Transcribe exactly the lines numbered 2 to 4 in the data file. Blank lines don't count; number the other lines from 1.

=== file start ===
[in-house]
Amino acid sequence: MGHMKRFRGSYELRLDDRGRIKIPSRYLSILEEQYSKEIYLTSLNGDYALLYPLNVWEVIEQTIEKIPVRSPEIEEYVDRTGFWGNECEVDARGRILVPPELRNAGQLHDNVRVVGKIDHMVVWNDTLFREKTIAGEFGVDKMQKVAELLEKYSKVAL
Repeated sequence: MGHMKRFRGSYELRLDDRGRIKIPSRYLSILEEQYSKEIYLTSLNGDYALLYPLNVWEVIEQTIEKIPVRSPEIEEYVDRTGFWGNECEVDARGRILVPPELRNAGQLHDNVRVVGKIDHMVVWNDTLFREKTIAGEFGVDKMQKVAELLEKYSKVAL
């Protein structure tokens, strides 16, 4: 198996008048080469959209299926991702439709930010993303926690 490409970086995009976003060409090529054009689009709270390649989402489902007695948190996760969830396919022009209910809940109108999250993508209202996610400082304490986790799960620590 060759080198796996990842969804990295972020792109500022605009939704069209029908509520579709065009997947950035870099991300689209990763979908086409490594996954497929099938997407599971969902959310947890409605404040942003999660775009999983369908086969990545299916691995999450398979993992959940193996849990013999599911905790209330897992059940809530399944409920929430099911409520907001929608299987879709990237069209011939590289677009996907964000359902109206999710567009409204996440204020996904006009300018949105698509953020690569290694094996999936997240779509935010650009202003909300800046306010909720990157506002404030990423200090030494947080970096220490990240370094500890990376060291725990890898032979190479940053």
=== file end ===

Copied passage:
Amino acid sequence: MGHMKRFRGSYELRLDDRGRIKIPSRYLSILEEQYSKEIYLTSLNGDYALLYPLNVWEVIEQTIEKIPVRSPEIEEYVDRTGFWGNECEVDARGRILVPPELRNAGQLHDNVRVVGKIDHMVVWNDTLFREKTIAGEFGVDKMQKVAELLEKYSKVAL
Repeated sequence: MGHMKRFRGSYELRLDDRGRIKIPSRYLSILEEQYSKEIYLTSLNGDYALLYPLNVWEVIEQTIEKIPVRSPEIEEYVDRTGFWGNECEVDARGRILVPPELRNAGQLHDNVRVVGKIDHMVVWNDTLFREKTIAGEFGVDKMQKVAELLEKYSKVAL
């Protein structure tokens, strides 16, 4: 198996008048080469959209299926991702439709930010993303926690 490409970086995009976003060409090529054009689009709270390649989402489902007695948190996760969830396919022009209910809940109108999250993508209202996610400082304490986790799960620590 060759080198796996990842969804990295972020792109500022605009939704069209029908509520579709065009997947950035870099991300689209990763979908086409490594996954497929099938997407599971969902959310947890409605404040942003999660775009999983369908086969990545299916691995999450398979993992959940193996849990013999599911905790209330897992059940809530399944409920929430099911409520907001929608299987879709990237069209011939590289677009996907964000359902109206999710567009409204996440204020996904006009300018949105698509953020690569290694094996999936997240779509935010650009202003909300800046306010909720990157506002404030990423200090030494947080970096220490990240370094500890990376060291725990890898032979190479940053």